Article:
Join TSR now and get answers to all your questions about uniSign up now

is a british degree valid in the usa? Watch

    • Thread Starter
    Offline

    0
    ReputationRep:
    basically i really wanna do an undergraduate degree in the uk this being
    BA/BSC Psychology
    and then go to law school in america and i was just wondering whether the english degree can be used in the usa?
    Offline

    2
    ReputationRep:
    Yes.
    Offline

    2
    ReputationRep:
    I think so, yes.
    Offline

    2
    ReputationRep:
    Yes
    Offline

    1
    ReputationRep:
    I think its worth more, because my dad has a PHD and in America he is classified as a Professor. So, I think English degrees are possibly more highly regarded in the US than their own (possibly anyway).
    Offline

    1
    ReputationRep:
    Most of them will be, but degrees that lead to jobs (Law, Medicine etc.) might not be. Regarding Professors, in the US that just means someone who teaches at a university, whereas in the UK it's a specific (and quite senior) position. Check the law school's website.
    Offline

    0
    ReputationRep:
    (Original post by elldee)
    I think its worth more, because my dad has a PHD and in America he is classified as a Professor. So, I think English degrees are possibly more highly regarded in the US than their own (possibly anyway).
    I think basically, what we would call a Doctor (PhD) they call a Professor. Whereas here Professors are typically heads of a department.
    Offline

    0
    ReputationRep:
    (Original post by Zedd)
    I think basically, what we would call a Doctor (PhD) they call a Professor. Whereas here Professors are typically heads of a department.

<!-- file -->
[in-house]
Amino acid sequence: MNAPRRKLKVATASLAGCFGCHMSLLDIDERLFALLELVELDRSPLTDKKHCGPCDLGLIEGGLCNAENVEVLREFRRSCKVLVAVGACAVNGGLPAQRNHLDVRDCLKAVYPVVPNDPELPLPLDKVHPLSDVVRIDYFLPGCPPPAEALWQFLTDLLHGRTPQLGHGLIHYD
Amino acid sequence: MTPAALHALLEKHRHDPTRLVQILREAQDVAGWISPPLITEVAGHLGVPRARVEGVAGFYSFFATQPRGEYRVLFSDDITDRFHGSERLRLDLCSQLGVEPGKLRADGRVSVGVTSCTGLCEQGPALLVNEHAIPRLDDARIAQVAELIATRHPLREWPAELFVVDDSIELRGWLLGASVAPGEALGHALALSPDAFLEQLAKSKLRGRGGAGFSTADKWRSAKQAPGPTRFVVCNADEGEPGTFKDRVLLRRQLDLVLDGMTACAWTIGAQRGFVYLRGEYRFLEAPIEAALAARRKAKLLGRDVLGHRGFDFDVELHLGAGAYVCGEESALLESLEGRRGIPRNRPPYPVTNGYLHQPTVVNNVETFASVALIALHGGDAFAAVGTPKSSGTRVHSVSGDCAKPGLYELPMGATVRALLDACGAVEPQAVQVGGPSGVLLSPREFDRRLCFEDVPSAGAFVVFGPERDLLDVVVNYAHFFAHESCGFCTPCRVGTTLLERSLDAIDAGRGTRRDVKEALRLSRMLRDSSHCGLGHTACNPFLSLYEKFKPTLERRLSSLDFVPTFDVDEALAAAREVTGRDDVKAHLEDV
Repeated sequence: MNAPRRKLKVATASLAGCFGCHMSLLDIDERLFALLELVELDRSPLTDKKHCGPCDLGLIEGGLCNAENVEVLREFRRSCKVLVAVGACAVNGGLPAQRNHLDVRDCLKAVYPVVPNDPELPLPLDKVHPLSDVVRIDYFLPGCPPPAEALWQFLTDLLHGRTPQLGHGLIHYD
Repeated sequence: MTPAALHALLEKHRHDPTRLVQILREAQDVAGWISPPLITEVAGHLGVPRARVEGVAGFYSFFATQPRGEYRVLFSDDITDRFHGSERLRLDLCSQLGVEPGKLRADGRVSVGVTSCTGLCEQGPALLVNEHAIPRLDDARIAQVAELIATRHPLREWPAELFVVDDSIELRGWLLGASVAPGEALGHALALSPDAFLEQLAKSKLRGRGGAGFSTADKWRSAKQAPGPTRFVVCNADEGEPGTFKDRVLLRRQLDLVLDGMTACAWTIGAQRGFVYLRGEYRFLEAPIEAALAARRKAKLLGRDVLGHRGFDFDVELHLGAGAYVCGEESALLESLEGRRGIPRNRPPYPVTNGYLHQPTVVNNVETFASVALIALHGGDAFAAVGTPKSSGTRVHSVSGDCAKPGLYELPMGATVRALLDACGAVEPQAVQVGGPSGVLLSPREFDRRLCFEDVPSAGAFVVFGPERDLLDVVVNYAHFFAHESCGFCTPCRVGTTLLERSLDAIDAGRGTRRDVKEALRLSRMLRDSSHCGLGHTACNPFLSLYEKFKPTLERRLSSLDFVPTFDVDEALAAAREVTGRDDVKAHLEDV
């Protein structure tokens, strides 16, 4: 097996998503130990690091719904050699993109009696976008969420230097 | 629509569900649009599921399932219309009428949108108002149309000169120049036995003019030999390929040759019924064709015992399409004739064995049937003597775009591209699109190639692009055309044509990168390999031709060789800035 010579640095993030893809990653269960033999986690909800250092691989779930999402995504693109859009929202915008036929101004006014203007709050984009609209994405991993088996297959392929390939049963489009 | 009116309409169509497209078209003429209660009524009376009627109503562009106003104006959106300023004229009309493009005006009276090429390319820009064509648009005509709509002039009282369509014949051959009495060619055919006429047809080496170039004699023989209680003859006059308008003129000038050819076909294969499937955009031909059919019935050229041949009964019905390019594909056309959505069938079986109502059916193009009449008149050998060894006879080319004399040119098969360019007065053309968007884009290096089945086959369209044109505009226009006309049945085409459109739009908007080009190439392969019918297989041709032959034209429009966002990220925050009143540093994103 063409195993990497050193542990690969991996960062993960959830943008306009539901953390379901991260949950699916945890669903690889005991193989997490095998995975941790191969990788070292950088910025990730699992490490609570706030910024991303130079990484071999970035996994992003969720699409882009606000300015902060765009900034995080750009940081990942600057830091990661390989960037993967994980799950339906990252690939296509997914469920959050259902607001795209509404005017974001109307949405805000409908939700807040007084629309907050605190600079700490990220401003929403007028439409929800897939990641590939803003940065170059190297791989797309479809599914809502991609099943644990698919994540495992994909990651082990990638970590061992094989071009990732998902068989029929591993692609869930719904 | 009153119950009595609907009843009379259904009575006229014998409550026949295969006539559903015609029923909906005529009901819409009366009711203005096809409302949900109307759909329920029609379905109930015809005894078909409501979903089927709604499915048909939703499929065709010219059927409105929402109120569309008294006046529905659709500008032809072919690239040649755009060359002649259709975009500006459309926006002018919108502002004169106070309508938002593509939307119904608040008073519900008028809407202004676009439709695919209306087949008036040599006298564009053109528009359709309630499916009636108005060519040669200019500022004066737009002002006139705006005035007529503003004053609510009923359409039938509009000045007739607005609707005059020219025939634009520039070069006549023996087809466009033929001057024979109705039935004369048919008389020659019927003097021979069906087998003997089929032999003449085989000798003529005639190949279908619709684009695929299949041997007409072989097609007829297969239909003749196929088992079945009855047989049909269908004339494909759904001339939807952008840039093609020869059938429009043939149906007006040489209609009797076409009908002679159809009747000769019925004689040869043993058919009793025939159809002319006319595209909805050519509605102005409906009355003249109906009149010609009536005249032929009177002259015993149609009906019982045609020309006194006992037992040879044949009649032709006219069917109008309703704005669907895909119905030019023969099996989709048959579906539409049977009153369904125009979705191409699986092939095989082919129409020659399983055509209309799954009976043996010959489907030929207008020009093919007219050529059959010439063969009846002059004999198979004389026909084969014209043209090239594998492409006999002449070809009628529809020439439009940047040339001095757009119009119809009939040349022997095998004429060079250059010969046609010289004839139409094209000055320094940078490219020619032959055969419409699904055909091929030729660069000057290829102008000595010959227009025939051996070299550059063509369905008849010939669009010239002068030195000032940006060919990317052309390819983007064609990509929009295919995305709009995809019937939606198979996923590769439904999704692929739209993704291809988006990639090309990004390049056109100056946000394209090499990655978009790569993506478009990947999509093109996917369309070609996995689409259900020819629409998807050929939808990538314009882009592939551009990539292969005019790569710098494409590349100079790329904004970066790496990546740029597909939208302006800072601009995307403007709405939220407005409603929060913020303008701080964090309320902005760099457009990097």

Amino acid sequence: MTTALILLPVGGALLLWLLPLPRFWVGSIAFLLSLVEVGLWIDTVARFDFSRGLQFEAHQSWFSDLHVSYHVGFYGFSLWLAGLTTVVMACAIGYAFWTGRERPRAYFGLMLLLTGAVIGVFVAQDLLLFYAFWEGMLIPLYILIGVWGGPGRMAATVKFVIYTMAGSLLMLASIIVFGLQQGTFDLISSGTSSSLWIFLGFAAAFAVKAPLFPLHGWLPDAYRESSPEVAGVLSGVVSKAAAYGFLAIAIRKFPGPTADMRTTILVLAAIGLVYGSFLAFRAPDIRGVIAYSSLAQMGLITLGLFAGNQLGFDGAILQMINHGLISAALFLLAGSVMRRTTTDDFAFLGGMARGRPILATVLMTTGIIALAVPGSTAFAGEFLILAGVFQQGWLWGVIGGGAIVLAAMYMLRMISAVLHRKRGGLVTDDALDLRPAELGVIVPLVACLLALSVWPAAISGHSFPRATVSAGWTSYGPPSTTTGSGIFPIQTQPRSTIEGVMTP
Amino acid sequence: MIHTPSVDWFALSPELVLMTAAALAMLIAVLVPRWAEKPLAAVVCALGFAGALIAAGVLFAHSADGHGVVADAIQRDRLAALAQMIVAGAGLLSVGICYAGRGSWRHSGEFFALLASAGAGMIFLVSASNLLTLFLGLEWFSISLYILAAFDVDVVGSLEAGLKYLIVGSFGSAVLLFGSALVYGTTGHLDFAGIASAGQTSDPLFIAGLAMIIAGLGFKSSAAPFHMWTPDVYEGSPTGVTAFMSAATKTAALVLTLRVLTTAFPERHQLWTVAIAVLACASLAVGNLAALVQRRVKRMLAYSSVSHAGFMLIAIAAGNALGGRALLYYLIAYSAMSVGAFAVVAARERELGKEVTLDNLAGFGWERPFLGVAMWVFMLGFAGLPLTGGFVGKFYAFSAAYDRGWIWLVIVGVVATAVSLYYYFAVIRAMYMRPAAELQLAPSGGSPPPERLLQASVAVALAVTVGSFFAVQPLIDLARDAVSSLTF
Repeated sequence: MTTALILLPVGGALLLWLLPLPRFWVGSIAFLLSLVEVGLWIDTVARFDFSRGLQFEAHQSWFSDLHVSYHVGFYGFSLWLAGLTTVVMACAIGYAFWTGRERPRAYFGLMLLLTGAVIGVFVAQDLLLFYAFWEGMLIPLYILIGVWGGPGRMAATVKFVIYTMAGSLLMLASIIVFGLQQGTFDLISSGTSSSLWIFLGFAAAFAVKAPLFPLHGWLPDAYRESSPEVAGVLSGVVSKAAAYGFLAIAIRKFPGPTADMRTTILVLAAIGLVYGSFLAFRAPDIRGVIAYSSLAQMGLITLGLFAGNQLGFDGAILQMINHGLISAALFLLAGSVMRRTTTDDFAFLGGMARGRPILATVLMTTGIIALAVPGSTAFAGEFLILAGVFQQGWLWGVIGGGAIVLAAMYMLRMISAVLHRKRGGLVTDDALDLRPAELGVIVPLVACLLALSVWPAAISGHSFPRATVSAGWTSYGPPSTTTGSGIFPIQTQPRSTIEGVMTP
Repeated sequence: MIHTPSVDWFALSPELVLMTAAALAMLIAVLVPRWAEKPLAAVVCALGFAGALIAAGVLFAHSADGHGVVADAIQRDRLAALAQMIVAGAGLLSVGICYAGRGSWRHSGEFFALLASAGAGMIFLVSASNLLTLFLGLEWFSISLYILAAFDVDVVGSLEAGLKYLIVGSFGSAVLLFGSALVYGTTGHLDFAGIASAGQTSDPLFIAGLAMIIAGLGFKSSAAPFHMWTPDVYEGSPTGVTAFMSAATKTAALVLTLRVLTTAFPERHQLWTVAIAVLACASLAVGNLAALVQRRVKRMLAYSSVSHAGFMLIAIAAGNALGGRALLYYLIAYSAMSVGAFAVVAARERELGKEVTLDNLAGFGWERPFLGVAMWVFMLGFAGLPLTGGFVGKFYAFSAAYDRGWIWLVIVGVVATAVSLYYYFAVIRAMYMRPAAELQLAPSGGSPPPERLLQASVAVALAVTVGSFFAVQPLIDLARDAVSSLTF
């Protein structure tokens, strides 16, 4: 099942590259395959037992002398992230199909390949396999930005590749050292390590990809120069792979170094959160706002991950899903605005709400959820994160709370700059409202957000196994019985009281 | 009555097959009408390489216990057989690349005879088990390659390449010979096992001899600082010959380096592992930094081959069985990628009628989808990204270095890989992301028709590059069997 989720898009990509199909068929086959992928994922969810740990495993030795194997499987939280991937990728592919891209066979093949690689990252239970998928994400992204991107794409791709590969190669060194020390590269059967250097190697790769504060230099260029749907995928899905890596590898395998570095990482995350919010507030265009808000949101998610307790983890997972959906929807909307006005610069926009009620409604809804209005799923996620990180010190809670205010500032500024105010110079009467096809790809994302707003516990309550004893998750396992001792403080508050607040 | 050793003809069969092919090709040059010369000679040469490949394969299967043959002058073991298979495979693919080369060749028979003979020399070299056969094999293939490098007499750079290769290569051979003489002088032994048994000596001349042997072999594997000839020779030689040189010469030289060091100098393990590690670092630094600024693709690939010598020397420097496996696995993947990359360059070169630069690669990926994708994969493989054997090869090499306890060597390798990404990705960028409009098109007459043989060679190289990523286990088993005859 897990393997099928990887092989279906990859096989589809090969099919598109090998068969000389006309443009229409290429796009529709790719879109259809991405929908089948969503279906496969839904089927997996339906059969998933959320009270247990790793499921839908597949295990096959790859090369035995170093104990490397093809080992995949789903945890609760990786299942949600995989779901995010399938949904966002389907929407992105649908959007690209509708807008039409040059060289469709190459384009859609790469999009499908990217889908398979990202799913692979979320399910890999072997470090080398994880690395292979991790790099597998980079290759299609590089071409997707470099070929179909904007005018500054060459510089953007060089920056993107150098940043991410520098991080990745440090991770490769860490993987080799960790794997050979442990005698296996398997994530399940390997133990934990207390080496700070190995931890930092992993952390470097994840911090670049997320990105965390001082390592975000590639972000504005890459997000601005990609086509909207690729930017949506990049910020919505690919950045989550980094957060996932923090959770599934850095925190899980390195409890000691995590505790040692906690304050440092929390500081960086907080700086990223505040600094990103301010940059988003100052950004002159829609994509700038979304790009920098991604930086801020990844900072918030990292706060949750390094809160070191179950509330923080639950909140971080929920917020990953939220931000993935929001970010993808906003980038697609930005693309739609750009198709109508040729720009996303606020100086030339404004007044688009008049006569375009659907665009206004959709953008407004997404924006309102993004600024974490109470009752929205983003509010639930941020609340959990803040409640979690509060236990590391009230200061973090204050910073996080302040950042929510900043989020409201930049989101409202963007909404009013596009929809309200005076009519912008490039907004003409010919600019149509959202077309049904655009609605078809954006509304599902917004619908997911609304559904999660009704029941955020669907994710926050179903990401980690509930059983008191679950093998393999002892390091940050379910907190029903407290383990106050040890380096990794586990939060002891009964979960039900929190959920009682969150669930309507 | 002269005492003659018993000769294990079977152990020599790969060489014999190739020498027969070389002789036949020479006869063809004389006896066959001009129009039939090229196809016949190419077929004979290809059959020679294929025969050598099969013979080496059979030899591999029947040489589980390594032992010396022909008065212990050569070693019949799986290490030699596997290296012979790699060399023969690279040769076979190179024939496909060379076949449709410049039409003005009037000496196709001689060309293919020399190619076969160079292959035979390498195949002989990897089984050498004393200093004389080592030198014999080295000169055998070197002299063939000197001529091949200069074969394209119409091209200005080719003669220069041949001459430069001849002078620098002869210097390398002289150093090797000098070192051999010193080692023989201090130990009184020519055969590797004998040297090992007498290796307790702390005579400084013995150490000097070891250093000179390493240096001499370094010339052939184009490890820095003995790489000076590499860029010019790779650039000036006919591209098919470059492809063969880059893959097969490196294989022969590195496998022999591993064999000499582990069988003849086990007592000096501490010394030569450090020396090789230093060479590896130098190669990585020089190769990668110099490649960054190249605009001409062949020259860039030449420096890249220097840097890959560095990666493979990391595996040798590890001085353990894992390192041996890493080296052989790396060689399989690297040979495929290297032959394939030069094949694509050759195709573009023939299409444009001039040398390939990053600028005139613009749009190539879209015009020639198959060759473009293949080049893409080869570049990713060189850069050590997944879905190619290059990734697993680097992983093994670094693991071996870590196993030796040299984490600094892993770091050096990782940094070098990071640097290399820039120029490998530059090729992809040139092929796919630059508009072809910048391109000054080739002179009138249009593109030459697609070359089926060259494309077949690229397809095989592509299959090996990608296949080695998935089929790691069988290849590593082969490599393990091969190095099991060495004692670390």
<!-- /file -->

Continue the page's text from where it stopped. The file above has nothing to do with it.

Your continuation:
Not true. A person holding a doctorate is a doctor in both countries. In America professor refers to a teacher in an academic institution, from high school to university.
    Offline

    1
    ReputationRep:
    Should be fine once you convert into dollars.
    • Thread Starter
    Offline

    0
    ReputationRep:
    (Original post by dbmag9)
    Most of them will be, but degrees that lead to jobs (Law, Medicine etc.) might not be. Regarding Professors, in the US that just means someone who teaches at a university, whereas in the UK it's a specific (and quite senior) position. Check the law school's website.
    i have but im not getting much information, but it's only a psychology degree im doing over here and ill be doing law over there will it be ok?
    Offline

    1
    ReputationRep:
    (Original post by Blátönn)
    A person holding a doctorate is a doctor in both countries. In America professor refers to a teacher in an academic institution, from high school to university.
    Not exactly. People will doctorates are usually called Dr. X. This is particularly true if a high school teacher has a PhD.

    At the college level, there are several different ranks, all requiring a PhD.

    (Full) Professor - tenured, often an endowed chair (similar to Professor in the UK)
    Associate Professor - has taught for a while, sometimes/often tenured (similar to Reader in the UK)
    Assistant Professor - entry tenure-track position (similar to Lecturer in the UK)
    Instructor/Lecturer - short term positions, not tenured
    Offline

    1
    ReputationRep:
    (Original post by Zedd)
    I think basically, what we would call a Doctor (PhD) they call a Professor. Whereas here Professors are typically heads of a department.
    Like I said I'm not sure how it works.
    • Thread Starter
    Offline

    0
    ReputationRep:
    thanks for the help everyone!
 
 
 
Poll
Is GoT overrated?

The Student Room, Get Revising and Marked by Teachers are trading names of The Student Room Group Ltd.

Register Number: 04666380 (England and Wales), VAT No. 806 8067 22 Registered Office: International House, Queens Road, Brighton, BN1 3XE

Quick reply
Reputation gems: You get these gems as you gain rep from other members for making good contributions and giving helpful advice.